Understanding episcopacy

A Season Two episode of Star Trek the Original Series, “Return to Tomorrow,” sees Captain Kirk in the briefing room with the Enterprise senior officers. A risky decision is before the Captain, and he is in consultation. He says,

“I'm in command. I could order this. But I'm not because, Doctor McCoy is right in pointing out the enormous danger potential in any contact with life and intelligence as fantastically advanced as this. But I must point out that the possibilities, the potential for knowledge and advancement is equally great. Risk. Risk is our business. That's what the starship is all about.”

In the Church, too many of its members believe leadership is more or less a slam-dunk, cut and dried, black and white. The Bishop is the person in command. If something goes right, it shines well on us all. If anything goes wrong, it must be the commander’s fault. Anyone in a position of leadership will quickly acknowledge that “control” is one thing not too often experienced, at least far less often than most would assume.

We sometimes like to think of the Church as a ship, fully equipped with a captain or skipper, crew and deck hands. The image is convenient, orderly and easily conceived. If we were to position the Bishop on this church-ship, most of us would see the episcopal officer as the person at the helm, steering the ship. If the ship is going in a difficult direction, it's obviously the skipper’s fault. After all, the one steering must be deciding where we all go. Those who have done any sailing will affirm that, from the deck, the wind seems to blow hardest and the boat leans the most when the bow has been brought into the wind (a tack) and there’s significant distance being covered.

In the Church, I think Bishops are more accurately and most often in the crow’s nest or the bosun’s chair. At the top of the mast, its possible to see the clouds forming on the horizon forewarning a coming storm. From there, one can see other nautical traffic and make navigational decisions based on the big picture view. From “the top” the world of the ship looks like a different place and the one there always has the advantage of seeing the bigger picture.

And so it is with our bishops. Even knowing that the ship is headed the wrong way, often the best that can be done is to bellow the warning and hope the crew and helms-person of the moment take heed. The crow’s nest can be a helpless place, where the sun shines brightest and all the weather batters with full force. From the point of view of the church-ship’s membership, the orders may sound unproductive, even absurd. From the view on the deck, we all have what we think is the perfect direction for the ship, if we could just take the helm.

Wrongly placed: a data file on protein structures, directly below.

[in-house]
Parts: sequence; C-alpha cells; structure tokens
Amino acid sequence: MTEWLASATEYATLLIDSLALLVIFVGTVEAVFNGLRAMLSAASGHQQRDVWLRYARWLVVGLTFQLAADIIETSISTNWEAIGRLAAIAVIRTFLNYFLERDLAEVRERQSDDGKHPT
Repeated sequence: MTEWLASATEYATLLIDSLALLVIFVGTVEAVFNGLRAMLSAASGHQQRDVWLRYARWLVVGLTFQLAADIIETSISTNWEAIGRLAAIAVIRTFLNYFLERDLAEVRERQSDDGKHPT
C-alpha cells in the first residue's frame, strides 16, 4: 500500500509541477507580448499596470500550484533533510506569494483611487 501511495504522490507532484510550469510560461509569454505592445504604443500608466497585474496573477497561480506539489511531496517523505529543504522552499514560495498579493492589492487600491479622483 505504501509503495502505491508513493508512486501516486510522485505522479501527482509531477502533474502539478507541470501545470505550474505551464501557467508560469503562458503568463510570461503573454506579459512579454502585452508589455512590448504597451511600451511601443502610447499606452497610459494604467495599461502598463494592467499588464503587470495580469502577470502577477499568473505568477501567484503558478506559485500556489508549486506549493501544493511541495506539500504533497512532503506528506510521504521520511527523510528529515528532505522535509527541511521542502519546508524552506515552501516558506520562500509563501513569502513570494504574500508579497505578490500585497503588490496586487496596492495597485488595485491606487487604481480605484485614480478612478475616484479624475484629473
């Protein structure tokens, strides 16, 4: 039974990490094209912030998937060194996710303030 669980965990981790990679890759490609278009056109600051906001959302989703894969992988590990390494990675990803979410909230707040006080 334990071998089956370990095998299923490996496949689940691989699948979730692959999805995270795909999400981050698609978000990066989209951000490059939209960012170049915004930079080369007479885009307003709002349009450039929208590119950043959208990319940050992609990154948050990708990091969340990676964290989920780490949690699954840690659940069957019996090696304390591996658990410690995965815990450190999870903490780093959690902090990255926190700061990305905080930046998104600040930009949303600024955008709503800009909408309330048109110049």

Even in the midst of a crisis, when the tiller is set and the sails are trimmed to bring smooth and productive sailing, the wind can suddenly change. Even though with adequate skill and experience most often the ship will reach the intended destination, any captain will admit, its all “in the wind.”

The Church in these days often encounters rough seas and heavy weather. When the boat heels over the crow’s nest feels it first. There is a risk in setting sail and most of the decisions during the journey are exercises in risk-taking. Most bishops who find themselves in this unique Anglican Church of ours – “episcopally lead and synodically governed” – see the huge potential that exists when the followers do so at their choosing and with full knowledge of the risk. Stepping out in faith is “our business.” That’s what the Church is all about.

There is a risk in setting sail and most of the decisions during the journey are exercises in risk-taking.

We all have a secret or not so secret vision of peace, warm soft breezes and never-ending sunshine. Christians call it heaven. The Church is headed there but there’s some sailing to do before we get there. Can we bring ourselves to depend on the advice and direction we receive from the one with the bigger picture? Can we resist grabbing at the wheel every time, from our perspective, we’re not headed in the right direction? Can we all have the faith to know that ultimately, the Maker-of-the-Wind will take us all, including the Ship itself, where we need to go?

This article is a reprise from a past issue of the New Brunswick Anglican. The Very Rev’d Geoffrey Hall is currently Dean of Fredericton.


Leave a Reply

Your email address will not be published. Required fields are marked *